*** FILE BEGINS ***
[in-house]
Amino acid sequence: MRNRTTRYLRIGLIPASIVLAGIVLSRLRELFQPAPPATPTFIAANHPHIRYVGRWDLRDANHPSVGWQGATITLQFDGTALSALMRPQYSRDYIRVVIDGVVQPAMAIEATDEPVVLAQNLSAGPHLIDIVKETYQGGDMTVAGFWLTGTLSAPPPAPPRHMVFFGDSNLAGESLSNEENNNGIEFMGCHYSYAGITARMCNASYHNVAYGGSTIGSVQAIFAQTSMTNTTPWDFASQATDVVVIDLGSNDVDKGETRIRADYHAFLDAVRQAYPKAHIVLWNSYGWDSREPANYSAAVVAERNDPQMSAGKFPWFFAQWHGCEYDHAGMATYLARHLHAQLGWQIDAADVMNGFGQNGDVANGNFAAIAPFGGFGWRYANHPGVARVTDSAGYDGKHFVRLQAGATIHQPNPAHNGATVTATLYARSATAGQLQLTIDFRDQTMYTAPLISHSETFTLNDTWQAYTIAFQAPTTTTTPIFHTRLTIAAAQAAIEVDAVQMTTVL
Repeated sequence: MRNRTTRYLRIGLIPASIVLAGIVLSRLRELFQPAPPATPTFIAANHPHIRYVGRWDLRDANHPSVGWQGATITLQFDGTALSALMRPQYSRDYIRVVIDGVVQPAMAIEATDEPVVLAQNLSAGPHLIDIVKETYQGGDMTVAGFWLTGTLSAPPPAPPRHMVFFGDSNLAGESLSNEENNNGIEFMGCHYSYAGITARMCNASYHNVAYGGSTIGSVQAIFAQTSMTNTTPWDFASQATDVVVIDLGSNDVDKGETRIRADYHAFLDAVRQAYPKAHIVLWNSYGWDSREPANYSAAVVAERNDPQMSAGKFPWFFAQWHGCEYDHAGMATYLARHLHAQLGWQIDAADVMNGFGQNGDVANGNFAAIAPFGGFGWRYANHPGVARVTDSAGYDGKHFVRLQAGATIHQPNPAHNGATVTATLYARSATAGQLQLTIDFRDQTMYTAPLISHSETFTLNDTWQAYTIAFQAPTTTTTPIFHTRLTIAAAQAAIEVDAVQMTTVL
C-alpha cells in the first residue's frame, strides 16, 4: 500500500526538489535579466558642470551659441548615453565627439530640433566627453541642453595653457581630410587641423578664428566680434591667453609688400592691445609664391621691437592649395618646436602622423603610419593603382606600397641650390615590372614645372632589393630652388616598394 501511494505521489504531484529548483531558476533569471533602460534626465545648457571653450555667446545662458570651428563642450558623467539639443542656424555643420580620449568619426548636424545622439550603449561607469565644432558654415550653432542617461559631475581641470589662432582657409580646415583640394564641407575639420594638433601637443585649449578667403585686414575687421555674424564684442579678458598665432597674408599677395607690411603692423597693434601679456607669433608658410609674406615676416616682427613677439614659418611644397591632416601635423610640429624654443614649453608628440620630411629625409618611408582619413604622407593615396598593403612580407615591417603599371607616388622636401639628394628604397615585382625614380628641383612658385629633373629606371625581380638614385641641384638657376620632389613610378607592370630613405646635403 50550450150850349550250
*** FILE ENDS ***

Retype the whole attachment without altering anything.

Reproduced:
[in-house]
Amino acid sequence: MRNRTTRYLRIGLIPASIVLAGIVLSRLRELFQPAPPATPTFIAANHPHIRYVGRWDLRDANHPSVGWQGATITLQFDGTALSALMRPQYSRDYIRVVIDGVVQPAMAIEATDEPVVLAQNLSAGPHLIDIVKETYQGGDMTVAGFWLTGTLSAPPPAPPRHMVFFGDSNLAGESLSNEENNNGIEFMGCHYSYAGITARMCNASYHNVAYGGSTIGSVQAIFAQTSMTNTTPWDFASQATDVVVIDLGSNDVDKGETRIRADYHAFLDAVRQAYPKAHIVLWNSYGWDSREPANYSAAVVAERNDPQMSAGKFPWFFAQWHGCEYDHAGMATYLARHLHAQLGWQIDAADVMNGFGQNGDVANGNFAAIAPFGGFGWRYANHPGVARVTDSAGYDGKHFVRLQAGATIHQPNPAHNGATVTATLYARSATAGQLQLTIDFRDQTMYTAPLISHSETFTLNDTWQAYTIAFQAPTTTTTPIFHTRLTIAAAQAAIEVDAVQMTTVL
Repeated sequence: MRNRTTRYLRIGLIPASIVLAGIVLSRLRELFQPAPPATPTFIAANHPHIRYVGRWDLRDANHPSVGWQGATITLQFDGTALSALMRPQYSRDYIRVVIDGVVQPAMAIEATDEPVVLAQNLSAGPHLIDIVKETYQGGDMTVAGFWLTGTLSAPPPAPPRHMVFFGDSNLAGESLSNEENNNGIEFMGCHYSYAGITARMCNASYHNVAYGGSTIGSVQAIFAQTSMTNTTPWDFASQATDVVVIDLGSNDVDKGETRIRADYHAFLDAVRQAYPKAHIVLWNSYGWDSREPANYSAAVVAERNDPQMSAGKFPWFFAQWHGCEYDHAGMATYLARHLHAQLGWQIDAADVMNGFGQNGDVANGNFAAIAPFGGFGWRYANHPGVARVTDSAGYDGKHFVRLQAGATIHQPNPAHNGATVTATLYARSATAGQLQLTIDFRDQTMYTAPLISHSETFTLNDTWQAYTIAFQAPTTTTTPIFHTRLTIAAAQAAIEVDAVQMTTVL
C-alpha cells in the first residue's frame, strides 16, 4: 500500500526538489535579466558642470551659441548615453565627439530640433566627453541642453595653457581630410587641423578664428566680434591667453609688400592691445609664391621691437592649395618646436602622423603610419593603382606600397641650390615590372614645372632589393630652388616598394 501511494505521489504531484529548483531558476533569471533602460534626465545648457571653450555667446545662458570651428563642450558623467539639443542656424555643420580620449568619426548636424545622439550603449561607469565644432558654415550653432542617461559631475581641470589662432582657409580646415583640394564641407575639420594638433601637443585649449578667403585686414575687421555674424564684442579678458598665432597674408599677395607690411603692423597693434601679456607669433608658410609674406615676416616682427613677439614659418611644397591632416601635423610640429624654443614649453608628440620630411629625409618611408582619413604622407593615396598593403612580407615591417603599371607616388622636401639628394628604397615585382625614380628641383612658385629633373629606371625581380638614385641641384638657376620632389613610378607592370630613405646635403 50550450150850349550250